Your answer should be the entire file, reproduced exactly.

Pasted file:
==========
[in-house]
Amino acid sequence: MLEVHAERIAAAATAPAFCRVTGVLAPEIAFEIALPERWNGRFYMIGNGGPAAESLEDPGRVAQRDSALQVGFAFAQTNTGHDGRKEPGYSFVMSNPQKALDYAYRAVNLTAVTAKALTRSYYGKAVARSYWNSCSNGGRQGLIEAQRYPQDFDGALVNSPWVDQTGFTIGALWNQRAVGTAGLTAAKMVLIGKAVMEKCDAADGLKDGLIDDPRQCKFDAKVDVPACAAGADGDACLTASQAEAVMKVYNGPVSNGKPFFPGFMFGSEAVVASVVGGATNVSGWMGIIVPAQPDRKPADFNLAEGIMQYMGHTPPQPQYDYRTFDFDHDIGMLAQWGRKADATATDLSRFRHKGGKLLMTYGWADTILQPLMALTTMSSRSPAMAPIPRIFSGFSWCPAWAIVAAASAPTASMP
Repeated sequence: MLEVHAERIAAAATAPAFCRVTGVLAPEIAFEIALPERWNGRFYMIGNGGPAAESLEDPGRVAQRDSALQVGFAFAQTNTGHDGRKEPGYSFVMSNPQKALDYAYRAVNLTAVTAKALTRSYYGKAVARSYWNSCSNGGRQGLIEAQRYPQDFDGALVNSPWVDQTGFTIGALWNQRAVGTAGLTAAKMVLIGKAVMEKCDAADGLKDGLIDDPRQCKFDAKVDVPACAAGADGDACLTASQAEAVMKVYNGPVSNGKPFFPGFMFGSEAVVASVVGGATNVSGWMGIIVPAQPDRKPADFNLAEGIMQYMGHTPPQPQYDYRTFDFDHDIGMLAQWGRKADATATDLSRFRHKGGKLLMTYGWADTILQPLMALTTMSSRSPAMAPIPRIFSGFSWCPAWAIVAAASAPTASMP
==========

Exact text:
[in-house]
Amino acid sequence: MLEVHAERIAAAATAPAFCRVTGVLAPEIAFEIALPERWNGRFYMIGNGGPAAESLEDPGRVAQRDSALQVGFAFAQTNTGHDGRKEPGYSFVMSNPQKALDYAYRAVNLTAVTAKALTRSYYGKAVARSYWNSCSNGGRQGLIEAQRYPQDFDGALVNSPWVDQTGFTIGALWNQRAVGTAGLTAAKMVLIGKAVMEKCDAADGLKDGLIDDPRQCKFDAKVDVPACAAGADGDACLTASQAEAVMKVYNGPVSNGKPFFPGFMFGSEAVVASVVGGATNVSGWMGIIVPAQPDRKPADFNLAEGIMQYMGHTPPQPQYDYRTFDFDHDIGMLAQWGRKADATATDLSRFRHKGGKLLMTYGWADTILQPLMALTTMSSRSPAMAPIPRIFSGFSWCPAWAIVAAASAPTASMP
Repeated sequence: MLEVHAERIAAAATAPAFCRVTGVLAPEIAFEIALPERWNGRFYMIGNGGPAAESLEDPGRVAQRDSALQVGFAFAQTNTGHDGRKEPGYSFVMSNPQKALDYAYRAVNLTAVTAKALTRSYYGKAVARSYWNSCSNGGRQGLIEAQRYPQDFDGALVNSPWVDQTGFTIGALWNQRAVGTAGLTAAKMVLIGKAVMEKCDAADGLKDGLIDDPRQCKFDAKVDVPACAAGADGDACLTASQAEAVMKVYNGPVSNGKPFFPGFMFGSEAVVASVVGGATNVSGWMGIIVPAQPDRKPADFNLAEGIMQYMGHTPPQPQYDYRTFDFDHDIGMLAQWGRKADATATDLSRFRHKGGKLLMTYGWADTILQPLMALTTMSSRSPAMAPIPRIFSGFSWCPAWAIVAAASAPTASMP